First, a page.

Migrating Mail from IBM Notes and Verse to Microsoft Outlook on Office 365 - Part 1

It was always just a matter of time. Eventually we were going to have to make the jump from IBM to Microsoft. It's not that IBMs software isn't good. It's very good. It's simply that IBM is the Beta to Microsoft's VHS. Technically the IBM product line is far superior but on the surface, IBMs poor UI will never match the incredible pull of Microsoft's polished Office 365 offerings.

We're just finishing a mail migration from IBM Notes/Verse to Microsoft Outlook, which we did entirely in-house and I thought it would be worthwhile going over the method we used.

The Before Status

Prior to the migration, all of our users had the IBM Notes client on their desktops. We had three production servers and two test/dev servers. All of our user mailboxes were on the IBM Cloud and we had a split with some users on Verse and some on Notes.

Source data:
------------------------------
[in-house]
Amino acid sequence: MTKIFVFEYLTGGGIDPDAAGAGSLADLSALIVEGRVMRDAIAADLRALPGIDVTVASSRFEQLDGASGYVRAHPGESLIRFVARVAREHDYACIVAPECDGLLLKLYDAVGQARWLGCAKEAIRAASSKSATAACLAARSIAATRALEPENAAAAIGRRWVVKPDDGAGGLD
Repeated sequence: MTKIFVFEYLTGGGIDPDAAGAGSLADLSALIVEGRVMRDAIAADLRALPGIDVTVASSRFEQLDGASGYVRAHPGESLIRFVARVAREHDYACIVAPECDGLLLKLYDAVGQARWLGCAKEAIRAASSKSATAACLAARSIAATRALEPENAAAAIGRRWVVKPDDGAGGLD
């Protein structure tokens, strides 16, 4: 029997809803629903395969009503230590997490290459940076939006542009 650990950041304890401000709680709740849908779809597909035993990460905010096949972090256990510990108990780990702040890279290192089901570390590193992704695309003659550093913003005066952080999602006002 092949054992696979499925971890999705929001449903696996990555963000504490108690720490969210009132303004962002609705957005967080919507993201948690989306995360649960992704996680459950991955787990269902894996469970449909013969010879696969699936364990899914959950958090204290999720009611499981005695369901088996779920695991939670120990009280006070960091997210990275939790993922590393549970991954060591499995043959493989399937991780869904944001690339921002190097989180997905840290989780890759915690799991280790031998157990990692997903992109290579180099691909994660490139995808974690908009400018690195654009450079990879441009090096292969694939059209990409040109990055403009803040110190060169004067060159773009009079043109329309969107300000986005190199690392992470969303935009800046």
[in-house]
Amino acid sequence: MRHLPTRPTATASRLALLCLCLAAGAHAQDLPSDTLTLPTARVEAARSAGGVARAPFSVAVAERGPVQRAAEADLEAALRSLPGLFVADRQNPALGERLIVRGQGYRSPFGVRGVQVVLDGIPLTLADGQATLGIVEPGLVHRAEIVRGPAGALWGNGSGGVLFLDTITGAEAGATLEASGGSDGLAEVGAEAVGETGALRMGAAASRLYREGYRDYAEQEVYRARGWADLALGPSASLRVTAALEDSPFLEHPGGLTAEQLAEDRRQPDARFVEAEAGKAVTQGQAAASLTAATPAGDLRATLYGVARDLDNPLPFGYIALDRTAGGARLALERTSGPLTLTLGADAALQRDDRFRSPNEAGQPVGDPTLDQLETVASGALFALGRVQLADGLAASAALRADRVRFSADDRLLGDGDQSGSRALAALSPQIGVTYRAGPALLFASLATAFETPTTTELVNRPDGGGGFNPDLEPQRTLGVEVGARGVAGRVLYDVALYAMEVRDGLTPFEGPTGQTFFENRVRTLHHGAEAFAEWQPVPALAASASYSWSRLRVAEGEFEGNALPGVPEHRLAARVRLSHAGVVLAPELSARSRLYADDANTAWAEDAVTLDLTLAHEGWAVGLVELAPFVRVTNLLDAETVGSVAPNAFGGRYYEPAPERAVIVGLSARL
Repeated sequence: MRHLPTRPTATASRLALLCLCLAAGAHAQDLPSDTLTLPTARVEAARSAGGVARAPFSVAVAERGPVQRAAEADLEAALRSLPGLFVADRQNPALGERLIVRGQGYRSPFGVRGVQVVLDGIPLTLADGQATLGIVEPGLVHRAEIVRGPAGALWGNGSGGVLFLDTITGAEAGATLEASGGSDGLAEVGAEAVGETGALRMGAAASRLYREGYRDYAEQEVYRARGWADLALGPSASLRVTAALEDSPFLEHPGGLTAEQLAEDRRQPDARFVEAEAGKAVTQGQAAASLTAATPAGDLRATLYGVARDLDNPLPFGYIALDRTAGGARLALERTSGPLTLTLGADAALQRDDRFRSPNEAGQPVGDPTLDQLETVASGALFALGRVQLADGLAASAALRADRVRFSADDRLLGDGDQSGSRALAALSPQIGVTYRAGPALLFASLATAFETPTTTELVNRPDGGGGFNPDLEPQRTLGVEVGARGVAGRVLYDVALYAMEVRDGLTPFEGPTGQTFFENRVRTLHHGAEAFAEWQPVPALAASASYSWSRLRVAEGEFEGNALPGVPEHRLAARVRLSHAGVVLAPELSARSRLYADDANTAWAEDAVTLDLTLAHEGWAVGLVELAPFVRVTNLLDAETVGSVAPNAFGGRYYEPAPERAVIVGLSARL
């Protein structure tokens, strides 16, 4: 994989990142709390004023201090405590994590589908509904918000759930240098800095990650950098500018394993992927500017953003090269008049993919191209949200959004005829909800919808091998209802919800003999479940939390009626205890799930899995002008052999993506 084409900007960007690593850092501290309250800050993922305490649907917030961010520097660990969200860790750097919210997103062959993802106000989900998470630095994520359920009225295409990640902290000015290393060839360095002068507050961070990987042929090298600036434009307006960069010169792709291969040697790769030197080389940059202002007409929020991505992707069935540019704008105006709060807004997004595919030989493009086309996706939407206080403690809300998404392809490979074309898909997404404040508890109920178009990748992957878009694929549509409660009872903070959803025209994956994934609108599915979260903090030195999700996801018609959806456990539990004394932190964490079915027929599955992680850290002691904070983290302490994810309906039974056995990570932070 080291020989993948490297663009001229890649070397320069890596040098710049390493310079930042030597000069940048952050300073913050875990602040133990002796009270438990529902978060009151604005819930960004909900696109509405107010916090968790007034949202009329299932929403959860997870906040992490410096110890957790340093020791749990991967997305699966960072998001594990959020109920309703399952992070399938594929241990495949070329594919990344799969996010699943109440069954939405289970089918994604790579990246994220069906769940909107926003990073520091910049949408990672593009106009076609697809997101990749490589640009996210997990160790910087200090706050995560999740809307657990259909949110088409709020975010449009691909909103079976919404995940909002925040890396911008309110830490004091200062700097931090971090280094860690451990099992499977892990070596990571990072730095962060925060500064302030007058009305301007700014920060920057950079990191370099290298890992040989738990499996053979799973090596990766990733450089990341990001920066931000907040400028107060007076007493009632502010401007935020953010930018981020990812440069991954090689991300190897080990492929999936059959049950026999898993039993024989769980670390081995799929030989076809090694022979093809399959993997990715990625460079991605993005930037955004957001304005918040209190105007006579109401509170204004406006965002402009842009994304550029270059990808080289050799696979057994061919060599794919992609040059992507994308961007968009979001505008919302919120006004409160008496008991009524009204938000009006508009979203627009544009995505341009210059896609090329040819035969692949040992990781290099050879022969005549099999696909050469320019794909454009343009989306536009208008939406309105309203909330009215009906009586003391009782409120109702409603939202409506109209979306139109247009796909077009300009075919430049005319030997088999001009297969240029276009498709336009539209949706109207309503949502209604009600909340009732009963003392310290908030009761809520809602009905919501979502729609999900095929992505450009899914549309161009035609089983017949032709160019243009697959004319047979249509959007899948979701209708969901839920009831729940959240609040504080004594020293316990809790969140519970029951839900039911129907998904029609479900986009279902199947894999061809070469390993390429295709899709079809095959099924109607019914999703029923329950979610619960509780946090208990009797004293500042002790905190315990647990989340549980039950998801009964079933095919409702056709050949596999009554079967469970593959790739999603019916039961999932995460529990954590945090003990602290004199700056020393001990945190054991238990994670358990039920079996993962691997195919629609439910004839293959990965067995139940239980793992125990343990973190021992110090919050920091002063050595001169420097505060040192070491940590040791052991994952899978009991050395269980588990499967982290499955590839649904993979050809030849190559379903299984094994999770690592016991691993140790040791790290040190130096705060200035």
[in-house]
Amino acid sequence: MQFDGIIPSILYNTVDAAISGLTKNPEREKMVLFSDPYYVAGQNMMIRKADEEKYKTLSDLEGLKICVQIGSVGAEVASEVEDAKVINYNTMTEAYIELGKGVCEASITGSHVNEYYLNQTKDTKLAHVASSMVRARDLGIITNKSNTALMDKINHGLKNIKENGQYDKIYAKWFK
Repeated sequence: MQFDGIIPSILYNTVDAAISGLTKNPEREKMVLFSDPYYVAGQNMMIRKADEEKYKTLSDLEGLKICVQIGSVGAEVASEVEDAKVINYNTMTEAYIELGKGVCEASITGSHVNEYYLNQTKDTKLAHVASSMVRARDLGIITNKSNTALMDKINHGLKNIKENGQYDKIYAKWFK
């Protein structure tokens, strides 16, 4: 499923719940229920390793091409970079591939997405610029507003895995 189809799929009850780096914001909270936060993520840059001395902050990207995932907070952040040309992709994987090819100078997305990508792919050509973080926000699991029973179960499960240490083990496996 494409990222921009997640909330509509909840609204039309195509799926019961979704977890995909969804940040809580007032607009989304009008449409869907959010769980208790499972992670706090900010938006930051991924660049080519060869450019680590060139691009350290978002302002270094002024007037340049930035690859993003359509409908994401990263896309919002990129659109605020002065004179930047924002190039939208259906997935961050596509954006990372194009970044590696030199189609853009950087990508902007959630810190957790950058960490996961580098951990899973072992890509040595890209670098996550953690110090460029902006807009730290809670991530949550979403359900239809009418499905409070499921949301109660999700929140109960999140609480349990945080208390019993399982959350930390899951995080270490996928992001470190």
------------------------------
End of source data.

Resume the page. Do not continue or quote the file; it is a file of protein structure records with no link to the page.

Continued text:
We were also running an extensive extranet with a myriad of centrally controlled expansive security options. Our address books contain in excess of 22,000 groups.


Since we'd decided to use Office 365 for word, excel and powerpoint, the migration was technically already underway with the purchase of Office 365 licensing. It should have been a simple matter of extending the licensing but as we already had a number of 365 licenses, we had to establish the right options.

This meant finding a Microsoft business partner and buying new licenses since there was no upgrade path from Office 365 Pro Plus, which doesn't include outlook to 365 E3 which does.